Given all of the challenges and caveats in analyzing and interpreting the data, genetic testing of Jewish identity with respect to participation in religious ritual is controversial and complicated. Given the lack of what in the industry are called product specifications, we must be exceedingly careful and constrained in ascribing a DNA-encoded specification for who is a Jew 3Lewontin, R.C., Is there a Jewish Gene?, Dec 6, 2012.

Jews, health and race issues
It has been known for quite some time that certain diseases occur in Jews, or certain Jewish subpopulations, more frequently than in other human groups. For example, Tay-Sachs disease is one of a number of clinical so-called inborn errors of metabolism that occurs at much greater frequency in Ashkenazi Jews than in other groups, including other Jewish groups. In many cases, the genes associated with these diseases have been identified, leading to diagnostic tests and services to reduce the risk of these diseases and their inheritance.(In comparison to the Ashkenazi situation, Sephardi and Mizrahi Jews are more genetically diverse and are less well-studied. Thus, the medical genetics of these latter populations are more complicated and less well understood).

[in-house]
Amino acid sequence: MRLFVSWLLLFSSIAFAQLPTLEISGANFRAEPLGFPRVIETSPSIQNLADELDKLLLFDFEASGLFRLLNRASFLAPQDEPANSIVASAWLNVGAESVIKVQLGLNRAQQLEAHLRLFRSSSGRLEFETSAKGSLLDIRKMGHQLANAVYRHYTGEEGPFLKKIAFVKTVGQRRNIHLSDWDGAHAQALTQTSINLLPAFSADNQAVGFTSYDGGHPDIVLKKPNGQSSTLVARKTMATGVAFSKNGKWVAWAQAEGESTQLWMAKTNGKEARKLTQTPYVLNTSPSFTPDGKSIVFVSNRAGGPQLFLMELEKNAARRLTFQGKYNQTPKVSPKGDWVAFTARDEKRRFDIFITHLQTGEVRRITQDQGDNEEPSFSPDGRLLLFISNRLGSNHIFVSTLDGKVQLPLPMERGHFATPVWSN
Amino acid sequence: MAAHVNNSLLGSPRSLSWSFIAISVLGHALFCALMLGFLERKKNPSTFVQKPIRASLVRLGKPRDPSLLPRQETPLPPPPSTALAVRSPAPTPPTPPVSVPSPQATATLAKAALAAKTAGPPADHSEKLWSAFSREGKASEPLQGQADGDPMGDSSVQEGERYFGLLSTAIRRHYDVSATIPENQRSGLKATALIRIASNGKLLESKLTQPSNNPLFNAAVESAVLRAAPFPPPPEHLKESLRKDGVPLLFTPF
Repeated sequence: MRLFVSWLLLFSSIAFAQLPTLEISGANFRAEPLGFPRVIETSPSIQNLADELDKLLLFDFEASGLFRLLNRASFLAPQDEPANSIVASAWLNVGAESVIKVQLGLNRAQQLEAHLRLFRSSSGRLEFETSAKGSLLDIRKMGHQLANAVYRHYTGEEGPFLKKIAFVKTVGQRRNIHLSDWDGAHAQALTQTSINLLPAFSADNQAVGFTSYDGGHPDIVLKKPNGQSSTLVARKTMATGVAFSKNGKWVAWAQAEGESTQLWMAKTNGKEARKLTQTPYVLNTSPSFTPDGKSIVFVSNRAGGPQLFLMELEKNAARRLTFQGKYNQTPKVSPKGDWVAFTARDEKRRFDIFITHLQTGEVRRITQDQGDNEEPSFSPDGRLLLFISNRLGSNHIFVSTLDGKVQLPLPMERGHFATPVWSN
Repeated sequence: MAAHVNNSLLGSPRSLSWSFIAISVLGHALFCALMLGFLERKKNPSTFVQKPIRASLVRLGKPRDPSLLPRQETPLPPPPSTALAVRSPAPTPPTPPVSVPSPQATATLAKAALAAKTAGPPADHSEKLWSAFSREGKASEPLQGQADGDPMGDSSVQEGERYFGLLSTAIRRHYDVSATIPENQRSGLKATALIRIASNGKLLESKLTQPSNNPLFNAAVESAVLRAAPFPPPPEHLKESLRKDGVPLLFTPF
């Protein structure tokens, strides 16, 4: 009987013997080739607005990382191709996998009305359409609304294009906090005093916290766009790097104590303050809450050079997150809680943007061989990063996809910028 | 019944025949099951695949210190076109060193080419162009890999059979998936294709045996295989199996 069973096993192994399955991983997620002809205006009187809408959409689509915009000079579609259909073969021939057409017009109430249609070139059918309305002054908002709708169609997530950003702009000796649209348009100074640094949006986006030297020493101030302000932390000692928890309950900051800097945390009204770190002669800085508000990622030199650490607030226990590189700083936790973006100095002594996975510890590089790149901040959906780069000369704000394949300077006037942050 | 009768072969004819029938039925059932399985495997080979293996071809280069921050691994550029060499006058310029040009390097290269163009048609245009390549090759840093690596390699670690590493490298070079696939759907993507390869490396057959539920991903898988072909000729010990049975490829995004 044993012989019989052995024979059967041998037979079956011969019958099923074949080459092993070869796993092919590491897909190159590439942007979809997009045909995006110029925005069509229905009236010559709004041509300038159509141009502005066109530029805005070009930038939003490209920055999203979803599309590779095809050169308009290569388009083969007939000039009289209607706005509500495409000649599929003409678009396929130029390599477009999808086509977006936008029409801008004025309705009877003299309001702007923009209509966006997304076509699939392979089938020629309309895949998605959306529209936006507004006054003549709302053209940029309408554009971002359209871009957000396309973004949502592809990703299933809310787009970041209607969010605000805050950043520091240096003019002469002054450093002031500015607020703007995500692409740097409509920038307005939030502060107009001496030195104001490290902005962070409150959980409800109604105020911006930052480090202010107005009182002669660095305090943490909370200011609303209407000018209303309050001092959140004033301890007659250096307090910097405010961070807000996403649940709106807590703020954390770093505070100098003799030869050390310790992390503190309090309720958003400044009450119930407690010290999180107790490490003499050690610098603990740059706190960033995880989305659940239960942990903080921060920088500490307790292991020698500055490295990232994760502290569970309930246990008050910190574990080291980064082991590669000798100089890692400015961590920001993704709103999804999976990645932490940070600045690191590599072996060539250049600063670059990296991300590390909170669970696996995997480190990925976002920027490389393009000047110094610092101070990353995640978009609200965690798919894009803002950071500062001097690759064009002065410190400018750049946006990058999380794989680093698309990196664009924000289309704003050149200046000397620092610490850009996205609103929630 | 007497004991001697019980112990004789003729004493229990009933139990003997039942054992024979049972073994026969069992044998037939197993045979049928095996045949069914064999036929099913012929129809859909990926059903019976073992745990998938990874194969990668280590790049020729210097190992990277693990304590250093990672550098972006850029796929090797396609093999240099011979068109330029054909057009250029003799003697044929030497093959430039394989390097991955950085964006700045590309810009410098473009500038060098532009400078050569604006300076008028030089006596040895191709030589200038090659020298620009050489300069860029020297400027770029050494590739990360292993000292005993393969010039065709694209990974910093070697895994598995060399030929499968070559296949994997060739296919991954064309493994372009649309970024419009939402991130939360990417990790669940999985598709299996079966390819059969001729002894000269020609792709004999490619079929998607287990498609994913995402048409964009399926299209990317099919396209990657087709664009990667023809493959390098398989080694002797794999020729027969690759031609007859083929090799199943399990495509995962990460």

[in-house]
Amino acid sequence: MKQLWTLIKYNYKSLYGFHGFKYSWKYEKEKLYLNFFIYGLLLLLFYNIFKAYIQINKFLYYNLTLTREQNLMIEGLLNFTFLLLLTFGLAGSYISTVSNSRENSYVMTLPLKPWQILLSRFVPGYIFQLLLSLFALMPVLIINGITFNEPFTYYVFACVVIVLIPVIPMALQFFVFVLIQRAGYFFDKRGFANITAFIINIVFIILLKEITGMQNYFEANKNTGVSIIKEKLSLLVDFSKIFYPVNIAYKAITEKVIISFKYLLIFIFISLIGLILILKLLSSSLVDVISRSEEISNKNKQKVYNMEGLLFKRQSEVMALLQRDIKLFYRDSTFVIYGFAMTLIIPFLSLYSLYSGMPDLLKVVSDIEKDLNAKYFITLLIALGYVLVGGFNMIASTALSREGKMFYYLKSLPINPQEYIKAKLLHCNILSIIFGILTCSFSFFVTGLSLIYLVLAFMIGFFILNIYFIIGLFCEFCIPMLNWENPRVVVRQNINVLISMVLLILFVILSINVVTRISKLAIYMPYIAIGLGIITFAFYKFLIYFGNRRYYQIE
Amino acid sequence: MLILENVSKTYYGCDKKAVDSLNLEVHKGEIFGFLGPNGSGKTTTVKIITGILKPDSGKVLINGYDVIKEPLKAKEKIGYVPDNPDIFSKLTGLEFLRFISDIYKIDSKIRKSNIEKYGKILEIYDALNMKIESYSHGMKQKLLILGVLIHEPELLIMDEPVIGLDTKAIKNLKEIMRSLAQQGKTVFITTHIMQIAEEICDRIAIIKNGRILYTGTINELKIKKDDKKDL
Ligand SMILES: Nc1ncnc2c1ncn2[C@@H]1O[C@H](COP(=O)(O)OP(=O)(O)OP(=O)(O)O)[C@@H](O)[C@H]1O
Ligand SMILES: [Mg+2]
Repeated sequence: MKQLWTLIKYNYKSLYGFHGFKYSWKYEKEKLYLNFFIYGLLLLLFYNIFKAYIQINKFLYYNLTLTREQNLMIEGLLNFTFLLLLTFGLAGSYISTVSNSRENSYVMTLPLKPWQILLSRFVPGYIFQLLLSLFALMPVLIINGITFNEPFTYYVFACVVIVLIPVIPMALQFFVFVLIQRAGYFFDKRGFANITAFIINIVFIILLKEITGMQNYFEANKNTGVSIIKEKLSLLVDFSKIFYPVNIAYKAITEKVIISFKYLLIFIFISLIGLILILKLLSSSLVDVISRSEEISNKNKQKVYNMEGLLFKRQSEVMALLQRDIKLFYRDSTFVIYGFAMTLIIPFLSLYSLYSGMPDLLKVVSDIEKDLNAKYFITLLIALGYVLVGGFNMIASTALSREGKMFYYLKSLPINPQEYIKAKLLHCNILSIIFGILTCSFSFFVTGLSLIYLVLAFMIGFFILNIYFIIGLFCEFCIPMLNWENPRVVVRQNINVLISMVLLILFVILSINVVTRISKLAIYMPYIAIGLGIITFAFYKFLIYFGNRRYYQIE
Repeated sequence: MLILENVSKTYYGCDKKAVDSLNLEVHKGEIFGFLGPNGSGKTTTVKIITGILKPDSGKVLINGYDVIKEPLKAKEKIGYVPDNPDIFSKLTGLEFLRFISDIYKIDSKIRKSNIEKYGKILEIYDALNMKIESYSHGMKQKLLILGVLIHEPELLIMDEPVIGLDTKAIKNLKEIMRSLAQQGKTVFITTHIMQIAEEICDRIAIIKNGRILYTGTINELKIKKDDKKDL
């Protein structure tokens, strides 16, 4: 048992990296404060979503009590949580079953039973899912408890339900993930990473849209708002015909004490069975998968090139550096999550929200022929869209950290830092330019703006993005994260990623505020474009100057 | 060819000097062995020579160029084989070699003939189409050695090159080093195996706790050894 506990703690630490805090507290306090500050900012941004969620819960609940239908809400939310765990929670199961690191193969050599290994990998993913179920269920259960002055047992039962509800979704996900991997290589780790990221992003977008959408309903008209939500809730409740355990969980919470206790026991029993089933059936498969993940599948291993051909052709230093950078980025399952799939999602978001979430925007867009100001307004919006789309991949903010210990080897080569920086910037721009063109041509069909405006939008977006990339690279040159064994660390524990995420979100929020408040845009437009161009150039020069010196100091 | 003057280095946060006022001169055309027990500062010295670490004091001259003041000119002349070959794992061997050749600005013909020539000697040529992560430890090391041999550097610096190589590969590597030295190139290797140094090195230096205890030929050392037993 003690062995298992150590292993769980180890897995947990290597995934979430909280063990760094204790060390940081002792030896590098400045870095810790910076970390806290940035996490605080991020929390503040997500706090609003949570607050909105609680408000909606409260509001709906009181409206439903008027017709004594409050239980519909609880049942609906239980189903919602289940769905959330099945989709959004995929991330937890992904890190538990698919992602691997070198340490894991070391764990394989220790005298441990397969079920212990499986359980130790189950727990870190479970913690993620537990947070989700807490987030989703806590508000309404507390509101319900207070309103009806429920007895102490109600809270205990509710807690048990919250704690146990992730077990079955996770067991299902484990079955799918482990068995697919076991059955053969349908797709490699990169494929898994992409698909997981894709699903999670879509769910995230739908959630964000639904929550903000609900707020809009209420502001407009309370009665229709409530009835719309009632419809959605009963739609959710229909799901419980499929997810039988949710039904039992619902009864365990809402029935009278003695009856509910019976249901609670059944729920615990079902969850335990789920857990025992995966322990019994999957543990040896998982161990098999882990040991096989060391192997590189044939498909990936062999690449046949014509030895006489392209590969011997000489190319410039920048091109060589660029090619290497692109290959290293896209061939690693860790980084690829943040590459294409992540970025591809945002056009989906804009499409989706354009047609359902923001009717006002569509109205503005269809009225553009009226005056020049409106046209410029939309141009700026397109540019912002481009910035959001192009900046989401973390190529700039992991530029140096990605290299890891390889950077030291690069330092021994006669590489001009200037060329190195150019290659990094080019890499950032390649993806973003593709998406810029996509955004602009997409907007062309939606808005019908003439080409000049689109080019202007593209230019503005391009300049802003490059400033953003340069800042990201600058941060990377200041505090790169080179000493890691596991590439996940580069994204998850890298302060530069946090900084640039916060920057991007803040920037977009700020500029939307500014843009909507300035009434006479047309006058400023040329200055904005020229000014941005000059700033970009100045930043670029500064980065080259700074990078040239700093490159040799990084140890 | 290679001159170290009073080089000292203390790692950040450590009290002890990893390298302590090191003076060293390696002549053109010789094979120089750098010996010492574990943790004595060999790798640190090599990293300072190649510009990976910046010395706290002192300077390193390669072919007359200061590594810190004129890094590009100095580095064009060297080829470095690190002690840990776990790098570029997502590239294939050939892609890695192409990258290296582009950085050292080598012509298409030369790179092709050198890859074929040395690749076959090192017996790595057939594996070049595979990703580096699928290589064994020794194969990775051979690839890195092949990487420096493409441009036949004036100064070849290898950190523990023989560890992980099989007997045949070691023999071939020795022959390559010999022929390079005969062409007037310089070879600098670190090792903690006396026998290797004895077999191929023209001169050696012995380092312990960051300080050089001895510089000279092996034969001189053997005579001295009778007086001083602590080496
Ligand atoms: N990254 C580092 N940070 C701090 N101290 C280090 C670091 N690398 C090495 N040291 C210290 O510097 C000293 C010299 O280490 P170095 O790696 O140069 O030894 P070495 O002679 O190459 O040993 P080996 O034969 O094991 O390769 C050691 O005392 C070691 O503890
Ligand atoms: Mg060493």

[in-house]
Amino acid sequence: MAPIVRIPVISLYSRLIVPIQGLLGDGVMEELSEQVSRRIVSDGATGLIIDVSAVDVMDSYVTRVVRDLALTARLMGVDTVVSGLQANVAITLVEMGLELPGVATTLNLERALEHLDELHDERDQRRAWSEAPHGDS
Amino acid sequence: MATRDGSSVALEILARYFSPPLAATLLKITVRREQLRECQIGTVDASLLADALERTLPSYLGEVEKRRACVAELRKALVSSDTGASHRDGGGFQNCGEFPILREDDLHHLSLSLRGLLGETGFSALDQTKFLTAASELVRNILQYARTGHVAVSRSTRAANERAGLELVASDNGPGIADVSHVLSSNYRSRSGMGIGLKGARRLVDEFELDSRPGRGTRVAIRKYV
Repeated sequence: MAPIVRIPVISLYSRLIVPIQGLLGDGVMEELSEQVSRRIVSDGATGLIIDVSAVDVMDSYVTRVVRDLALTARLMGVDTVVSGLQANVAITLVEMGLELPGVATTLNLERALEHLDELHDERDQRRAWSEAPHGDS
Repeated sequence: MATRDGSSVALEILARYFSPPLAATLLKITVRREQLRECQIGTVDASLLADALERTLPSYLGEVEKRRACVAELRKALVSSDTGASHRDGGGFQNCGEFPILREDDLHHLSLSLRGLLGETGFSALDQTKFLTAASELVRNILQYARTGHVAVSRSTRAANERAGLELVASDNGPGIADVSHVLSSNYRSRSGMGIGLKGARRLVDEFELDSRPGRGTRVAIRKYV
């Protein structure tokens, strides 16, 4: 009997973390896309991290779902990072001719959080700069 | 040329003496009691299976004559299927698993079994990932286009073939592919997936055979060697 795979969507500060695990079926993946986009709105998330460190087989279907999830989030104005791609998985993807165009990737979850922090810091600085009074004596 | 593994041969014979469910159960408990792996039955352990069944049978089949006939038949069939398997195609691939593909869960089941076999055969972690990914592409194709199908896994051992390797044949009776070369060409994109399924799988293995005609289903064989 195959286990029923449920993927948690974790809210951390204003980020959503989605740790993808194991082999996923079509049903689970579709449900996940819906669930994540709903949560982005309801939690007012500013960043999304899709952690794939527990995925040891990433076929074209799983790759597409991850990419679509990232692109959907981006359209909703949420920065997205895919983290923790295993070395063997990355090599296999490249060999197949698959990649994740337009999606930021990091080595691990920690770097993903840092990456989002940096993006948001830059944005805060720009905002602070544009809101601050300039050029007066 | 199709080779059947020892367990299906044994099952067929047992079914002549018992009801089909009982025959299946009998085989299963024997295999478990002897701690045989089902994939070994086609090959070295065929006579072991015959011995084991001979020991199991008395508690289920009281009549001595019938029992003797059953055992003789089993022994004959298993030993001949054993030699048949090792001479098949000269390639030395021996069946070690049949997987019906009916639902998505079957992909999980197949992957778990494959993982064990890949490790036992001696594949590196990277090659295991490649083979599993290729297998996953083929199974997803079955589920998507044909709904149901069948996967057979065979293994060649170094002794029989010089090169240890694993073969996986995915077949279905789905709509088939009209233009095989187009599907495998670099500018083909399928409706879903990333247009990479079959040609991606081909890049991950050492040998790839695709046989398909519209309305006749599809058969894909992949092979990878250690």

Importantly, in addition to its more limited relevance to Jews and their diseases, there is an intense research effort in the United States and around the world to identify specific genes associated with clinical disease outcomes. These efforts are often described as “personalized” and “precision” medicine, and are focused on developing prevention and treatment methods with more specific and individualized benefit. Although there is great potential benefit in such genetic association studies, there is a risk that population level findings will be misinterpreted and used to make associations with certain groups rather than with individuals. This is especially true when efforts are made to identify genetic associations with complex traits, such as intelligence and related cognitive abilities, as well as athletic aptitude, that are associated with many different genes, and whose expression is affected by environmental and cultural conditions.